I guess this should have been obvious to me but I’m just not that intelligent, but being blind and having no exposure to natural light really throws off the body’s natural circadian rhythms. Talk about life not being fair. So if you’re reading this and are having trouble falling asleep at night, at least be thankful that it is somewhat under your control.
The good news, depending on your feelings about big pharma, is that pending FDA approval it looks like they might have a drug to help synchronize the body with a more natural 24 hour sleep cycle.
Quote from the Boston Globe
“A rare condition called non-24 sleep-wake disorder, or “non-24,” characterized by a body clock that is out of synch with the 24-hour cycle of the Earth day, can affect those with normal vision, but it especially plagues the totally blind who can’t perceive light. Of approximately 100,000 totally blind people in the United States, anywhere from 55 percent to 70 percent of them may suffer from non-24, according to Harvard neuroscientist Steven Lockley.”
A more in depth article from the Non-24 website
“The master body clock synchronizes your circadian rhythms
William, age 41: “I go to bed at 8, only to wake up two hours later. Then, in the afternoon, my body tries to shut down.”
The body clock is your natural timing mechanism, and for most people, sighted or blind, it runs a little longer than 24 hours. Thus, it’s a non-24-hour clock. For some, it runs just a few minutes longer, and for others it runs much longer. The reason for this is not known.
For example, if your body clock is 24.5 hours, today you’re running a half hour behind. Tomorrow you’re an hour behind, and so on, until your natural rhythms have you sleeping during the day and awake at night. This continues and eventually your sleep-wake cycle briefly syncs up with the typical day-night cycle. Then it begins to move out of sync again. Some people experience a full circadian cycle as short as one and a half months. For others, it can be several months before their sleep-wake cycle is realigned with the 24-hour day.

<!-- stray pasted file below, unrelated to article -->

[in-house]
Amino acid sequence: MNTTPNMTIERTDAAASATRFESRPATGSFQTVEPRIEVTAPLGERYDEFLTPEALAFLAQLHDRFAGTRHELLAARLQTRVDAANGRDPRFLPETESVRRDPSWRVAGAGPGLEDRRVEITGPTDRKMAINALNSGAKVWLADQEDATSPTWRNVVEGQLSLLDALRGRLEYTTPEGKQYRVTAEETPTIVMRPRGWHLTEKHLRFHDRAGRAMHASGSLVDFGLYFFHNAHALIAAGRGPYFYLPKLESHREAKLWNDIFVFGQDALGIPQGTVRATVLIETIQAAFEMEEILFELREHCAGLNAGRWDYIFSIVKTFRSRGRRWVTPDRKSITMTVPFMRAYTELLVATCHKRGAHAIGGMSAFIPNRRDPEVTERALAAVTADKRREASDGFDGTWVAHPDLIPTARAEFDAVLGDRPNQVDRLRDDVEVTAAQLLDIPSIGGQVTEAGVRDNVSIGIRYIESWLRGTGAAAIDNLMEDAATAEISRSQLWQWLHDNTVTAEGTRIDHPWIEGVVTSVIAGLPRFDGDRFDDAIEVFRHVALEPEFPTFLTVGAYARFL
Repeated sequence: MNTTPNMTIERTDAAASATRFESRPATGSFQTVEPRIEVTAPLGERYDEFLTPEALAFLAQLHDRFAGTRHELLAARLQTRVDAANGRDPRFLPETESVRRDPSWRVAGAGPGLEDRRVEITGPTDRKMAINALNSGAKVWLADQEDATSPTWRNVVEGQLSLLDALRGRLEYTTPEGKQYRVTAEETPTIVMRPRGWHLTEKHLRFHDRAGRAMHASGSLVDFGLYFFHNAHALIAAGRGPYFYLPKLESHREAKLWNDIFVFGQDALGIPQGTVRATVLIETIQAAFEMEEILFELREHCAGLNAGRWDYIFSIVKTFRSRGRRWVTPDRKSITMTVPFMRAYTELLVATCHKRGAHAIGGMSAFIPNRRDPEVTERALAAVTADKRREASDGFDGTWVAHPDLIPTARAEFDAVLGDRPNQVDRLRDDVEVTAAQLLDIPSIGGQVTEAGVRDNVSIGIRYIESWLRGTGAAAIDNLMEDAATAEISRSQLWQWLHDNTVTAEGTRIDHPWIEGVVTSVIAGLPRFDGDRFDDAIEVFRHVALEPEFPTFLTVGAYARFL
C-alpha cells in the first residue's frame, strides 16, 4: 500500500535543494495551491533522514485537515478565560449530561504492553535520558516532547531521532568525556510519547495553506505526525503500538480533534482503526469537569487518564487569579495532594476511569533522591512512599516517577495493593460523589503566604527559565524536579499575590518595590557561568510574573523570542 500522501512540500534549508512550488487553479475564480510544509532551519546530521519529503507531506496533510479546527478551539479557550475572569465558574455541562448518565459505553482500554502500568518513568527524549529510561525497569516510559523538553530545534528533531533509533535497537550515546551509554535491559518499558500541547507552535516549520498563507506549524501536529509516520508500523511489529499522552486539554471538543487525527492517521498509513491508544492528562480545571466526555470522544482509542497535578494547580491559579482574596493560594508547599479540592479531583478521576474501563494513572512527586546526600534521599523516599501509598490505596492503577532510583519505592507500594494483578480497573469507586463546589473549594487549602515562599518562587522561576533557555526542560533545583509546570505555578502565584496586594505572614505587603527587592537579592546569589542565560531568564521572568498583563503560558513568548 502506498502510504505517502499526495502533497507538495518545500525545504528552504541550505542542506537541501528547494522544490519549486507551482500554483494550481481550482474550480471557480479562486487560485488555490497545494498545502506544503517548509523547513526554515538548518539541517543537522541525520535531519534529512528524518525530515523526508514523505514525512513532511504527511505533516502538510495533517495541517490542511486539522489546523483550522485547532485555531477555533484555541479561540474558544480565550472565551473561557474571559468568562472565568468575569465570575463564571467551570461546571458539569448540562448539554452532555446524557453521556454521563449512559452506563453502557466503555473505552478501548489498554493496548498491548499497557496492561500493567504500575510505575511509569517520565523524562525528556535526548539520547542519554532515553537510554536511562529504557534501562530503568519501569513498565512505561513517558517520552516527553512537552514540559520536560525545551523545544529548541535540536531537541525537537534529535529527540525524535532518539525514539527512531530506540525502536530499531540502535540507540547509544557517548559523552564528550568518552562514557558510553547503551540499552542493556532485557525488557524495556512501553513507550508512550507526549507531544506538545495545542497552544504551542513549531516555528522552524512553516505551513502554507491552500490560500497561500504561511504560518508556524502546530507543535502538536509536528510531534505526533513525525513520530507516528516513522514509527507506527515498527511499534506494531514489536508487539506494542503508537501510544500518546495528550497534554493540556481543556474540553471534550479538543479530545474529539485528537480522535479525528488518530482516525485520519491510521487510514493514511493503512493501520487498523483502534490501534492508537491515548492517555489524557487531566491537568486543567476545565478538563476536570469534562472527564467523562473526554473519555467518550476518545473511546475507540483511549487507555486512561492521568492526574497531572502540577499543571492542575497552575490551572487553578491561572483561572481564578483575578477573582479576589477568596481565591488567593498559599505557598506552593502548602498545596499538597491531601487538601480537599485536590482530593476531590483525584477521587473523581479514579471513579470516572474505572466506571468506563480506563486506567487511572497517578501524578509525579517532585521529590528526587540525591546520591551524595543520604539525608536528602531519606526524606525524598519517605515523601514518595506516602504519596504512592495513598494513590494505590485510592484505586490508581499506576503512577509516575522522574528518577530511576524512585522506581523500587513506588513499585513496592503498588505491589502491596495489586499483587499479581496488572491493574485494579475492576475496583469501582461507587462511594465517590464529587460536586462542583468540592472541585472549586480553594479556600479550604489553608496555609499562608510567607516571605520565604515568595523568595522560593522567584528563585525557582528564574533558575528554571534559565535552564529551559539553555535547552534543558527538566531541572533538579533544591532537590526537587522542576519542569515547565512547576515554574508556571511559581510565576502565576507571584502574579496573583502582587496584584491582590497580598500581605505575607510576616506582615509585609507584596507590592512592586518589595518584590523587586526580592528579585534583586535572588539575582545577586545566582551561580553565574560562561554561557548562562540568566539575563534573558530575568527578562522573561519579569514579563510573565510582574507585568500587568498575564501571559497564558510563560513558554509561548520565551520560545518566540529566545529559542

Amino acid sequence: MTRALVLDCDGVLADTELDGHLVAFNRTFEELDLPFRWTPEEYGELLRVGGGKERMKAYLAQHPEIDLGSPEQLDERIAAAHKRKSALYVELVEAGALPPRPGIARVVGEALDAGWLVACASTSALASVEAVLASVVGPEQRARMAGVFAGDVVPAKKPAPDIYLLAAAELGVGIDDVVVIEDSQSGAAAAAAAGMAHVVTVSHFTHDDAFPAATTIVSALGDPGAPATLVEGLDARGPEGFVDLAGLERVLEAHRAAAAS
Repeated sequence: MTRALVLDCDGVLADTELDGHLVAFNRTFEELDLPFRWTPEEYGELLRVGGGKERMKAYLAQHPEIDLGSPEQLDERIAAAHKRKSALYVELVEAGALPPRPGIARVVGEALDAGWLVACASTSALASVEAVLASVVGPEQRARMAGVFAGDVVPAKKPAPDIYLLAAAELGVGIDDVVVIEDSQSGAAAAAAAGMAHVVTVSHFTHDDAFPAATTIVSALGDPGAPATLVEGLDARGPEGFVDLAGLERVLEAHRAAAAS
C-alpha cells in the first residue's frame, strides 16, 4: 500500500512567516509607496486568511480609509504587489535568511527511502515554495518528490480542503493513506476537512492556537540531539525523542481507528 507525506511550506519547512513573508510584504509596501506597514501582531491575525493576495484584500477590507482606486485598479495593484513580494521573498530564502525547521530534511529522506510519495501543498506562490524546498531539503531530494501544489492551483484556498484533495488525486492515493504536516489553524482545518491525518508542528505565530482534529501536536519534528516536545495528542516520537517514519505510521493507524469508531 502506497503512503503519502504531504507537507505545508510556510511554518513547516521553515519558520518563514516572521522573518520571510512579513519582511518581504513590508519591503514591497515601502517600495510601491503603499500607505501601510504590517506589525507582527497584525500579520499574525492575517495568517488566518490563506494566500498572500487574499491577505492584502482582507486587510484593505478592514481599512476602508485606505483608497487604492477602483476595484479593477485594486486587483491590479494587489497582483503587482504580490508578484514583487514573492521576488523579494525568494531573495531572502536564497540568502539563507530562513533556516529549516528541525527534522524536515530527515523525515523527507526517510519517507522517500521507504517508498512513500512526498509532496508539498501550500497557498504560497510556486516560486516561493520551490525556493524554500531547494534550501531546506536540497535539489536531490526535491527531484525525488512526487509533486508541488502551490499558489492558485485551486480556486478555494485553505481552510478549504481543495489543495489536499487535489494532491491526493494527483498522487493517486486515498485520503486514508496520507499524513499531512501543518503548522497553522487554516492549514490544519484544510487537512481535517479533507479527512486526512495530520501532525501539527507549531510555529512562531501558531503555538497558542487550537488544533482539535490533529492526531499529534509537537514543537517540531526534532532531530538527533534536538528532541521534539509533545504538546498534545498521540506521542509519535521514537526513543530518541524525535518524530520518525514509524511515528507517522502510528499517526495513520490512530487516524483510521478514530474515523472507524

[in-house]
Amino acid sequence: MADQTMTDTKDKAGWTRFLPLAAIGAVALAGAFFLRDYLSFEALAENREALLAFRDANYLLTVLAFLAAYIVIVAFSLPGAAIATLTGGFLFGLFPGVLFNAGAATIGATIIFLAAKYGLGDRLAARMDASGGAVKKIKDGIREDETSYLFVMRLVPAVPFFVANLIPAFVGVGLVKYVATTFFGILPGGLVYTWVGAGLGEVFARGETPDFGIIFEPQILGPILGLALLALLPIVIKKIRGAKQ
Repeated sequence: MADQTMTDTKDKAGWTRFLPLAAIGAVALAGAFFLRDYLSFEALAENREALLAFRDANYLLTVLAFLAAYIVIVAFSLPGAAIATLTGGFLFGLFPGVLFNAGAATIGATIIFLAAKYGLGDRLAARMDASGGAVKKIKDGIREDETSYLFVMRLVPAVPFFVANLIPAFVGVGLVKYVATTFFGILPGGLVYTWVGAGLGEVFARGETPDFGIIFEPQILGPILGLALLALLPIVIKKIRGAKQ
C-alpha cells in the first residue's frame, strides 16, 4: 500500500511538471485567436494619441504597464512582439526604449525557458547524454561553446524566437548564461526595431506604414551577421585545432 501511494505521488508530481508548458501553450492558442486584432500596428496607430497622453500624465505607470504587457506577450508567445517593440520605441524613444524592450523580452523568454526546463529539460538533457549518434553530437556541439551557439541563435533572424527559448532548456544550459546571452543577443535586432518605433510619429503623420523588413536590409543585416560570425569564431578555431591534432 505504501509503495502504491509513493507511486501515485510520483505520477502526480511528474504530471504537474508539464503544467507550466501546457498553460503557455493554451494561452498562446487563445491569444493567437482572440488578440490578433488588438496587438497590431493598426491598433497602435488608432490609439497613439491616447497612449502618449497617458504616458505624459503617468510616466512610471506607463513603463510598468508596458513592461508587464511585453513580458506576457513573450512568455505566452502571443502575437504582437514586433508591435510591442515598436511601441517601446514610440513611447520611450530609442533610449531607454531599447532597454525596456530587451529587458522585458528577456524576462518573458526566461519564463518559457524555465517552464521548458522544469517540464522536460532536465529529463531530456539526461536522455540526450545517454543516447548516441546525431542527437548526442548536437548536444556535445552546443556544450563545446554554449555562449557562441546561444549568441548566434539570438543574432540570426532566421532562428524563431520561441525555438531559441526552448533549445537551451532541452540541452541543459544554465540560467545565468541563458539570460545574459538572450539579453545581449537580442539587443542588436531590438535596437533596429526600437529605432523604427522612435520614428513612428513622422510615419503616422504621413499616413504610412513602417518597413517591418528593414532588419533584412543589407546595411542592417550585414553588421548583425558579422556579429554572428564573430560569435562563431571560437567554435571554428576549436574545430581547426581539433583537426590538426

The eye has two functions: to allow us to see images and to take in light. This light then signals the time of day to the brain. In people who are sighted, the non-24-hour master body clock is reset every day to 24 hours in the same way that hands on a clock can be reset. This ensures that the circadian rhythms synchronize to the typical day-night cycle.
For people who are totally blind, there are no such light cues. The body clock is left to run its natural course, with extra minutes adding up day by day until your circadian rhythms are essentially upside down from a typical 24-hour day.
Circadian rhythms are your body’s tide. They control its natural ebb and flow. They keep its daily activity in sync with the 24-hour day, controlling the release of the hormones, melatonin and cortisol. When you get sleepy during the day, it’s because melatonin is released, preparing your body for sleep. When you’re unable to sleep, it’s because cortisol has been released, telling your body when to wake and when to eat, among other things.
Melatonin, the hormone that controls sleep and mood, is usually released in the evening. But in someone with Non-24, it could be released in the middle of the afternoon if his or her cycle at that point is opposite the typical day. Cortisol, the hormone that controls your metabolism, cardiovascular function, immune system, and appetite, is usually released in the morning. But in someone with Non-24, it might be released in the evening, disrupting the body’s natural progress toward sleep.”
This is how having circadian rhythms that are out of sync with the 24-hour day can impact the natural ebb and flow of the body.